Frost & Sullivan’s summing up of presentations of speakers at it’s annual intelligent mobility event, was that technological innovation is transforming mobility, turning it into an ‘Asset light, Technology heavy industry'.
New business models and trends in mobility, corporate mobility, integrated transport solutions as well as for connected and autonomous vehicles were presented and discussed by over 330 executives during Frost & Sullivan’s “Intelligent Mobility” event at Kensington Gardens Hotel on 2 July.
Tempting as it may be to suggest harmonius consensus, regardless of a trend towards service models, industry incumbents and purveyors of new business models are, however, all fighting for position in the ‘value chain’.
Or, as Dr George Gillespie of MIRA put it in connection with moves from the likes of Apple and Google to provide the interface for cars, “do you really want to be in the white goods business or do you want to capitalise the value of the person trapped in the vehicle.”
Connected and Autonomous cars: “Bed to bed mobility”
Autonomous car technology is advancing rapidly but several speakers pointed to programming and business models as the next big challenges.
Regarding business models Frost & Sullivan’s Sarwant Singh pointed to societal trends, to the elderly driving demographic. According to David Moss expected to rise from 11.7% of drivers in 2013 to 21.1% by 2050. Sarwant particualry enjoyed the cozy soundbite “bed to bed mobility” as a selling point, over “door to door mobility”.
Another business model bound for distruption is car insurance as currently 93% of current accidents are considered to be due to the driver. 1.2 million people are killed per year and 10 million serious injured - plus the cost in financial terms just in Europe is 1% of entire combined European GDP.
With increasing autonomy of cars, the liability is most likely to shift to manufacturers and Frost & Sullivan predict the motor insurance market in Europe will, as a result, decline by 3.88% a year over the next 35 years. The question insurers. such as Swiss Re., are trying to find an answer to is, who will be to blame in the event of an accident.
David Moss of Nissan said that already 50% of his company’s vehicles have some tech under its 'Safety Shield' concept, including emergency braking, and lane departure preview.
He sees artificial intelligence as a necessary requirement and more accurate locators to tell the car were the road is. Artificial Intelligence will require sensing, leading to cognition, leading to decision making - all operating at a speed 100 times faster than humans.
The Human Machine Interface needs working on but he suggested by 2020 autonomous vehicles may be, at least, allowed to operate in driverless mode on a single lane of highways.
While not wanting to throw a spanner in the works, Toyota’s Mark Adams propsed a 'reality check' as he sees huge barriers in the way before driverless cars can become commonplace.
He asked “are we really ready to give up being the driver? Would you put your child in one to go to school?”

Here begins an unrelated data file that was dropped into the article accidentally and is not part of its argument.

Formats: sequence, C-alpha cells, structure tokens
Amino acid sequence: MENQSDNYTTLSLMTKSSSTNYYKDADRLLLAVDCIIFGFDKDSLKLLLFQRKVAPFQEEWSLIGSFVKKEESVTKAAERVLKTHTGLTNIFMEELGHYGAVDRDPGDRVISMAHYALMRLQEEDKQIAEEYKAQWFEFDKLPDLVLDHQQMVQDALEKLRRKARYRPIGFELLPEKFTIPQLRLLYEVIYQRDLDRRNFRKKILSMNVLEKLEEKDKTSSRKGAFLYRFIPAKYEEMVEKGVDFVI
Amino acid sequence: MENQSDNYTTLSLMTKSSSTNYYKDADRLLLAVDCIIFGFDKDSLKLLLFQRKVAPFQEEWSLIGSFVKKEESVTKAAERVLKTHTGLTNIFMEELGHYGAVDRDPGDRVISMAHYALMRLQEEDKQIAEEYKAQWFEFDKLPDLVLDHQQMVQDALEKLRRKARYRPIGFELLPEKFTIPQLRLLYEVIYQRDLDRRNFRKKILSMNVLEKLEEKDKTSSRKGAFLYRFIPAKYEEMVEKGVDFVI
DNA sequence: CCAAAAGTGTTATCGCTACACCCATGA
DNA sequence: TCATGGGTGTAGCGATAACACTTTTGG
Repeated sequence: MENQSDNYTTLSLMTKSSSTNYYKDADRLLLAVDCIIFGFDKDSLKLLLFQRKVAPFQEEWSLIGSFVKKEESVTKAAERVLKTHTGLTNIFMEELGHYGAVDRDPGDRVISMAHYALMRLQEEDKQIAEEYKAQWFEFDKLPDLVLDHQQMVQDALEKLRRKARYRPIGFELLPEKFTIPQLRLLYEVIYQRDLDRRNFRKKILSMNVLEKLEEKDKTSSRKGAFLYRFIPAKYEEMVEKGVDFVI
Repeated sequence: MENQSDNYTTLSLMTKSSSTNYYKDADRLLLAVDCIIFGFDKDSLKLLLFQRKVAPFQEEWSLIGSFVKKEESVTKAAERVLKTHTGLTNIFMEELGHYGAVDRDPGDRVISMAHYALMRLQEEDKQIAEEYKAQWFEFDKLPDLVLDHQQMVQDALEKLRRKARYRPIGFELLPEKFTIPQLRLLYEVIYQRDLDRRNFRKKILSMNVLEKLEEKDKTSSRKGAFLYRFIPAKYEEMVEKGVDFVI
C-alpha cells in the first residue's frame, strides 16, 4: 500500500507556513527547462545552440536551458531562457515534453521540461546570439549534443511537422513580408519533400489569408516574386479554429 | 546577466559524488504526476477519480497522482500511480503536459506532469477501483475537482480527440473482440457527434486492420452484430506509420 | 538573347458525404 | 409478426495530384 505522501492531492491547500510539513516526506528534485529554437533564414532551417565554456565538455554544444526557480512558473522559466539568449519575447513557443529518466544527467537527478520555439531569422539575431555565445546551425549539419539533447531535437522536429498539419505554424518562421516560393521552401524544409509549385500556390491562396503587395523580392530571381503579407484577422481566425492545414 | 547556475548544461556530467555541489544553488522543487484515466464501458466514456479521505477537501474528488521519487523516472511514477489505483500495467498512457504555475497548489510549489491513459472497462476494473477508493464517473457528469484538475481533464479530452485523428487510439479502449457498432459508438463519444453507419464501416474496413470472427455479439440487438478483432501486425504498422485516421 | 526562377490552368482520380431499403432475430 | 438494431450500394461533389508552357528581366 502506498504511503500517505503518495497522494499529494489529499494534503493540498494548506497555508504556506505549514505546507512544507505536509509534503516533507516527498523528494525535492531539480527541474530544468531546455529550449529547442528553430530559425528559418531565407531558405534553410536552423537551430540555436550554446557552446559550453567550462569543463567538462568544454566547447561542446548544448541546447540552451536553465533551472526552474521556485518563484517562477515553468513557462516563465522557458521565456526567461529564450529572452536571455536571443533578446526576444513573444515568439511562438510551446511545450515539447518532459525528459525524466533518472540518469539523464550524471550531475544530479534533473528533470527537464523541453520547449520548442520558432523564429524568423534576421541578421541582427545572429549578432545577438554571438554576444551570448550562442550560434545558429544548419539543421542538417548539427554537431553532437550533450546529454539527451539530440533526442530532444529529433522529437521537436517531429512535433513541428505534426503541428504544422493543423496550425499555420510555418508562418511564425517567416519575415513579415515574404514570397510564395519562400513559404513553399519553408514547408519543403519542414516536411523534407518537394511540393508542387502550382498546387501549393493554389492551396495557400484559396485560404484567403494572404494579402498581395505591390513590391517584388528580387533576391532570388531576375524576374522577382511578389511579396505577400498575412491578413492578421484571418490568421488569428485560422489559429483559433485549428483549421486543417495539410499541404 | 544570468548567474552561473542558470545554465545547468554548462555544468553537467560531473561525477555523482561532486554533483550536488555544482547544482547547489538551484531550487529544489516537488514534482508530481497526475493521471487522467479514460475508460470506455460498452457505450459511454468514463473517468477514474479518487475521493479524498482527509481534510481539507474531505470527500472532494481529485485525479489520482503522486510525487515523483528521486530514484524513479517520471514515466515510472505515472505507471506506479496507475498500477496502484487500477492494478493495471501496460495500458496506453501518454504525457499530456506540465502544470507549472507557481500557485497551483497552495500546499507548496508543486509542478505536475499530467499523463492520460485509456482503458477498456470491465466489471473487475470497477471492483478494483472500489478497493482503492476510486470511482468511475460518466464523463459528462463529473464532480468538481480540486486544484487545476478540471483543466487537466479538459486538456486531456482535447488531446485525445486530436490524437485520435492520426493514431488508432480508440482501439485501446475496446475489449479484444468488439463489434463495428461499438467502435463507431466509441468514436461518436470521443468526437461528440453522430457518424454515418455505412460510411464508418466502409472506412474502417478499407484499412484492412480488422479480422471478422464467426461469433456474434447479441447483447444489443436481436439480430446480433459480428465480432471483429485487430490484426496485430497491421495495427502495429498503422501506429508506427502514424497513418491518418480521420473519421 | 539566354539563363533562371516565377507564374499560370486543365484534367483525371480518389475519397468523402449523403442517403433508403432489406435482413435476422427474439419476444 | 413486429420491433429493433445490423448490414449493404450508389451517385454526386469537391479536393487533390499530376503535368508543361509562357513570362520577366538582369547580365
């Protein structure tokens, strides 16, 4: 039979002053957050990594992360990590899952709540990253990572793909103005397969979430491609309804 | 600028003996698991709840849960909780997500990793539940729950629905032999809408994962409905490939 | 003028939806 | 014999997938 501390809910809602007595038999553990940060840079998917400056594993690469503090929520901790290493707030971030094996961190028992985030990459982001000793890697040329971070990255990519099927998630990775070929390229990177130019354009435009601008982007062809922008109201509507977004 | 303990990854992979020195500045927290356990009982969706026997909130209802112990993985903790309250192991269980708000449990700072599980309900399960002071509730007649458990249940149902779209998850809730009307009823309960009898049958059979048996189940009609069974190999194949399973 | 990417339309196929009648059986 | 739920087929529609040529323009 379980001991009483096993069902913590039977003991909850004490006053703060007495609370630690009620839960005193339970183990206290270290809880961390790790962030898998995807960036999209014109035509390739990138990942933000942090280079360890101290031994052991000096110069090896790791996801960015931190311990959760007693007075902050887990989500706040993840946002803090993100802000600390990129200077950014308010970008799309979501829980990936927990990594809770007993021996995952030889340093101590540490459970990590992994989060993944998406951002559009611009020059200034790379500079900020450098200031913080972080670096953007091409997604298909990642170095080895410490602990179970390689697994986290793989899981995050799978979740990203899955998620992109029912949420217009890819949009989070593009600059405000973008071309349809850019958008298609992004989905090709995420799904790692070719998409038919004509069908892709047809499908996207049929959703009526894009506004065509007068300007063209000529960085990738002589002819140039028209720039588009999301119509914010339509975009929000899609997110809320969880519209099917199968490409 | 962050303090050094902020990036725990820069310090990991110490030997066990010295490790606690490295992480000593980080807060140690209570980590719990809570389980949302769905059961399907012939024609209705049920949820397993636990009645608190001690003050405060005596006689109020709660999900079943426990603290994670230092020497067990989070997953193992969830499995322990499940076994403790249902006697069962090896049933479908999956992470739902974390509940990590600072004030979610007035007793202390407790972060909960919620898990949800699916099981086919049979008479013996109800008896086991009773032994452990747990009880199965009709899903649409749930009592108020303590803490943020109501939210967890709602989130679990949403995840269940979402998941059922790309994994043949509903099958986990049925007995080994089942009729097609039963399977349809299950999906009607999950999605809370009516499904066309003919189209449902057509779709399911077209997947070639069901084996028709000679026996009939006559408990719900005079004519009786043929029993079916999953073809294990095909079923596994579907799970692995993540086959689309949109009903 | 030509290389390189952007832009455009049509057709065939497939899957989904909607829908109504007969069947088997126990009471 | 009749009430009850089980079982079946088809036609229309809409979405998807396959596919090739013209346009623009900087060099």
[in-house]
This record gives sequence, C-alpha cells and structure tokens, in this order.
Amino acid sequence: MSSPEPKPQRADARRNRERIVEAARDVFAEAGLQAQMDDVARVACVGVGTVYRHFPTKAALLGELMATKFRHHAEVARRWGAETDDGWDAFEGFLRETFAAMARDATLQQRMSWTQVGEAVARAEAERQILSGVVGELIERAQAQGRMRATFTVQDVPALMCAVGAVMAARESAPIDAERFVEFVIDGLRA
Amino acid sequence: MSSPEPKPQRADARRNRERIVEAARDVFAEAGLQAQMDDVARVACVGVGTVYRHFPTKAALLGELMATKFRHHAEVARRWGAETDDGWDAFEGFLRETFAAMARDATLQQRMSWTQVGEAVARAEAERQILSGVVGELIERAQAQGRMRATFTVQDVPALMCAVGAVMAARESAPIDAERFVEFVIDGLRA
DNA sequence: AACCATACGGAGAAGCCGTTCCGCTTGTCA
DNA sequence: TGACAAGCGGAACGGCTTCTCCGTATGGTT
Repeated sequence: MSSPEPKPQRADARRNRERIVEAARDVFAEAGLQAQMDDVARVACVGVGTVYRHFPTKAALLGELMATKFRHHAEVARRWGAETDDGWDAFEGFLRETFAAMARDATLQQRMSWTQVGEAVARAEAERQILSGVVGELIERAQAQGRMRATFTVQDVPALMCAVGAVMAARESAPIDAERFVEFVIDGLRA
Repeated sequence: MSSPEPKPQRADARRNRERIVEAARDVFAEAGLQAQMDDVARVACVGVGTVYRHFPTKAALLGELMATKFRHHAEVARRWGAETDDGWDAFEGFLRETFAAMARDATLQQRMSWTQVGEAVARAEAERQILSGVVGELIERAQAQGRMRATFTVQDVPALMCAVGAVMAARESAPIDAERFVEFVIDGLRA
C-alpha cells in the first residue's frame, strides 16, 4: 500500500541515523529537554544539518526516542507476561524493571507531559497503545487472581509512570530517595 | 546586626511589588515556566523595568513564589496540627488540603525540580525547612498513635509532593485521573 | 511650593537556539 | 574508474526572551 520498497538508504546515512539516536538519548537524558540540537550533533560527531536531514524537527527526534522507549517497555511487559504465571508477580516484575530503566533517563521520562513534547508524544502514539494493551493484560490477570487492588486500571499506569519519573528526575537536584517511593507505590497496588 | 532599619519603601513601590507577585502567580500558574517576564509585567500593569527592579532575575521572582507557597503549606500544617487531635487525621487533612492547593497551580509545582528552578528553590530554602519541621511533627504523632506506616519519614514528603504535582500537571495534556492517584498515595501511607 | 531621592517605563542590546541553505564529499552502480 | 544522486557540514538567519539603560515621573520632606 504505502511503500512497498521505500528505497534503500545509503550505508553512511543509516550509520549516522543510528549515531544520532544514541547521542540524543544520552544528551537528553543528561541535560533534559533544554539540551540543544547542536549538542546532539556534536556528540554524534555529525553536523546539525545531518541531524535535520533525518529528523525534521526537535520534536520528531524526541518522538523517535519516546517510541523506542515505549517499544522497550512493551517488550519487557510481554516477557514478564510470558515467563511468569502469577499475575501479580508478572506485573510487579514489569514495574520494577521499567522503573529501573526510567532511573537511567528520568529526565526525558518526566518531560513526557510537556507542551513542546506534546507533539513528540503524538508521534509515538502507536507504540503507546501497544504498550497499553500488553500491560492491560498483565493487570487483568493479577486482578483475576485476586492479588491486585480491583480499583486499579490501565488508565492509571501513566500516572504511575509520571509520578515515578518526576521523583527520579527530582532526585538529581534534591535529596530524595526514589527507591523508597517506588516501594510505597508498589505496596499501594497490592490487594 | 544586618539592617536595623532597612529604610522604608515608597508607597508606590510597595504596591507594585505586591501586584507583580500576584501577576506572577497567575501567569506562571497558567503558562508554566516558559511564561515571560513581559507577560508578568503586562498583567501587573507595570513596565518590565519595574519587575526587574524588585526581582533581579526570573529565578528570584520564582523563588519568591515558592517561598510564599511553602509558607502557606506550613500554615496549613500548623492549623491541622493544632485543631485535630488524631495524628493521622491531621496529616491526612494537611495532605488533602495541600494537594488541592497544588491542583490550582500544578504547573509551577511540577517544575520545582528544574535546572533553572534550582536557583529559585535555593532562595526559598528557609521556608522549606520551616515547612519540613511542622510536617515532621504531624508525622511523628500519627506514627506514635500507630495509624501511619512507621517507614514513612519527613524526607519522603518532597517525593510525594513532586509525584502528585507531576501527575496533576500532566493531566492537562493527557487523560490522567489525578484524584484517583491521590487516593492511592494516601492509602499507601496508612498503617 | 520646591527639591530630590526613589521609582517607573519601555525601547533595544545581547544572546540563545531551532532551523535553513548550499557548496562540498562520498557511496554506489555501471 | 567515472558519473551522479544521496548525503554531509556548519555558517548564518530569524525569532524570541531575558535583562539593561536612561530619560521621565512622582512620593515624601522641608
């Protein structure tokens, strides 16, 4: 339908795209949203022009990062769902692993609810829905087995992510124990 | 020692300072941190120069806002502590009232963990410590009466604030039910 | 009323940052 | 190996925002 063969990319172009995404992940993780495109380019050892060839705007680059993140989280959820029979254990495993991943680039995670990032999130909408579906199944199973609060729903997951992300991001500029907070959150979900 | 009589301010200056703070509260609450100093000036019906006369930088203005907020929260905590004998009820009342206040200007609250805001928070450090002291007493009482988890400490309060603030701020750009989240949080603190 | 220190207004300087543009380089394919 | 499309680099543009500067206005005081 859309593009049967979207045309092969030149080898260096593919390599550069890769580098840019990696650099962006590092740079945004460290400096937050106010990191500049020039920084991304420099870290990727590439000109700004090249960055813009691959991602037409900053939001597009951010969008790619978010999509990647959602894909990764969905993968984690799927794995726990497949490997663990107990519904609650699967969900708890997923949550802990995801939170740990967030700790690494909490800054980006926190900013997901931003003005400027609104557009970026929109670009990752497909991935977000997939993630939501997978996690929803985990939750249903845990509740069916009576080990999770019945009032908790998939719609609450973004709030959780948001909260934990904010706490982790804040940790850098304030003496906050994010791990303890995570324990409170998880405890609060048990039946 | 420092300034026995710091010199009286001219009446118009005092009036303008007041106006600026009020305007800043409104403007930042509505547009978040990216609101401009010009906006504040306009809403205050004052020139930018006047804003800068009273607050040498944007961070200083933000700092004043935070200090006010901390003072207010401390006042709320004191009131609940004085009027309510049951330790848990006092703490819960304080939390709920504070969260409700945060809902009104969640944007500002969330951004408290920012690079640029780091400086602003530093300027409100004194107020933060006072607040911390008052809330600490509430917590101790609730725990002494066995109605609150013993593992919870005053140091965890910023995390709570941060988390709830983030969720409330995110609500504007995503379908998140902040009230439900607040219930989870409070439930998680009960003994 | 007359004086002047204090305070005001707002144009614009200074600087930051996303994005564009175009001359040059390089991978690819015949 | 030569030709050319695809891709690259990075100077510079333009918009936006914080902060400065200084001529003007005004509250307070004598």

Work is to be done to prepare society for this change, as public acceptance will be crucial in his view. Regulation and politics could be as significant factors in helping bring about driverless car as advances in technology.
Richard Wallace, Director, Transportation Systems Analysis, Center for Automotive Research stuck his neck with his stock answer for when people ask when driverless cars will be operating on roads, “definitely likely to happen at some time between the next 16 months and the next 100 years”.
The reason for uncertainty is that the breakthrough may need to come not from the hardware which is close to ready but with the addition of esoteric programming solutions such as neural networks, deep machine learning, and artificial intelligence.
New business models in ownership
Frost & Sullivan suggested that the customers’ view of transport is shifting away from ownership to mobility.
Shai Agassi (left - Founder & CEO of Newergy - and formerly of Better Place) asserted “autonomous cars are inevitable”. In terms of mobility, in New York his expereince is that people are psychologically ring-fencing the pot of money they would normally spend on car ownership and applying this pot to individual journeys. The annual cost of car ownership in New York equates to around $9,000 but New Yorkers are now seeing that amount of money as 1,000 coupons to put toward Uber trips. So using Uber twice a day to commute presents a cost advantage in favour of mobility over ownership.
Rather than cannibalising the taxi market, at least in New York, Shai Agassi sees Uber as cannibalising the second car market.
Frost & Sullivan sees convergence in the mobility landscape - or it could be that car manufacturers such as Daimler are entering the car sharing market as a hedge, against this trend becomeing maintream.
An interesting Intelligent Mobility related development promised by Christophe Arnaud, of Bluepoint London, is that he is planning the London incarnation of the Paris Autolib 100% zero emission car sharing service, due to start operating this year, as next next offering to accept payment for his electric car share service using the London Oystercard.
Last September, Bluepoint London, a subsidiary of the French Bolloré group, took over the infrastructure network, known as Source London, and will look to run a fleet of the same 30 kW Bolloré electric vehicles but painted in red livery rather than the more chic Parisian grey.
Its Paris operation runs 3,300 100% emission free vehicles with 200,000 regular users, surveys of whom suggest has caused 31,000 fewer cars on the roads, with 6% selling their car and 11% not replacing their as a result of their membership.
See more at: http://ww2.frost.com/event/calendar/intelligent-mobility-2015/?eID=477#sthash.q6bXzEVt.dpuf
Gallery of presenters